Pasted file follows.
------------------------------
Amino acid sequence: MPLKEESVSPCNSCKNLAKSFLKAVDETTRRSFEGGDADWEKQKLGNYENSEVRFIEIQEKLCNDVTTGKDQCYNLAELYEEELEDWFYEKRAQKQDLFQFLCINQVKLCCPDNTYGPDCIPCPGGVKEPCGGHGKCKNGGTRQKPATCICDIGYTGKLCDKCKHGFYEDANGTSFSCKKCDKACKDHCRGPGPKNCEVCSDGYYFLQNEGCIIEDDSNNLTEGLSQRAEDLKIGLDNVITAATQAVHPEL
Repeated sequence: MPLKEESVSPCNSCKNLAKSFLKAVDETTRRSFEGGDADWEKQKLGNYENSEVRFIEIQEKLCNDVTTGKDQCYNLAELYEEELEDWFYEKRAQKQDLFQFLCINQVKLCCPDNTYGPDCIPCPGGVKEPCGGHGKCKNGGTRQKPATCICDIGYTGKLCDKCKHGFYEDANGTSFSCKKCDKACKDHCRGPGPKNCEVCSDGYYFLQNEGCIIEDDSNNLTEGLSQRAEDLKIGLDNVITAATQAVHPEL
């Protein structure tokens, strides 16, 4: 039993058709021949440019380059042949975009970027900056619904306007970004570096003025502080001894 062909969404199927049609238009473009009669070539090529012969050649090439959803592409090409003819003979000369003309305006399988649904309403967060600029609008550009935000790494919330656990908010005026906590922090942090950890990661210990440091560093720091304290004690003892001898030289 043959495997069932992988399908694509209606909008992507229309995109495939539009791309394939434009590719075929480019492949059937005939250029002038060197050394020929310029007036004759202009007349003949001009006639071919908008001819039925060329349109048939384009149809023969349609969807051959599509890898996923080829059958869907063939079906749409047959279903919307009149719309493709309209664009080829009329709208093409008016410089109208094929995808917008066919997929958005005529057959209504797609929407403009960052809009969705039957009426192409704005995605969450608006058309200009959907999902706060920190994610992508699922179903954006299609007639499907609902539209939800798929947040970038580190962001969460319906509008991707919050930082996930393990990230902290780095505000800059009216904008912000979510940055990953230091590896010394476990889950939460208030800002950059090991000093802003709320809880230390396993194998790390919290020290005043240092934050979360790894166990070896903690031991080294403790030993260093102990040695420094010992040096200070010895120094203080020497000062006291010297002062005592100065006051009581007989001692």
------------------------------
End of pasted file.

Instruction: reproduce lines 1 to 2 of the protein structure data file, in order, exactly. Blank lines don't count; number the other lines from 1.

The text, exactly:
Amino acid sequence: MPLKEESVSPCNSCKNLAKSFLKAVDETTRRSFEGGDADWEKQKLGNYENSEVRFIEIQEKLCNDVTTGKDQCYNLAELYEEELEDWFYEKRAQKQDLFQFLCINQVKLCCPDNTYGPDCIPCPGGVKEPCGGHGKCKNGGTRQKPATCICDIGYTGKLCDKCKHGFYEDANGTSFSCKKCDKACKDHCRGPGPKNCEVCSDGYYFLQNEGCIIEDDSNNLTEGLSQRAEDLKIGLDNVITAATQAVHPEL
Repeated sequence: MPLKEESVSPCNSCKNLAKSFLKAVDETTRRSFEGGDADWEKQKLGNYENSEVRFIEIQEKLCNDVTTGKDQCYNLAELYEEELEDWFYEKRAQKQDLFQFLCINQVKLCCPDNTYGPDCIPCPGGVKEPCGGHGKCKNGGTRQKPATCICDIGYTGKLCDKCKHGFYEDANGTSFSCKKCDKACKDHCRGPGPKNCEVCSDGYYFLQNEGCIIEDDSNNLTEGLSQRAEDLKIGLDNVITAATQAVHPEL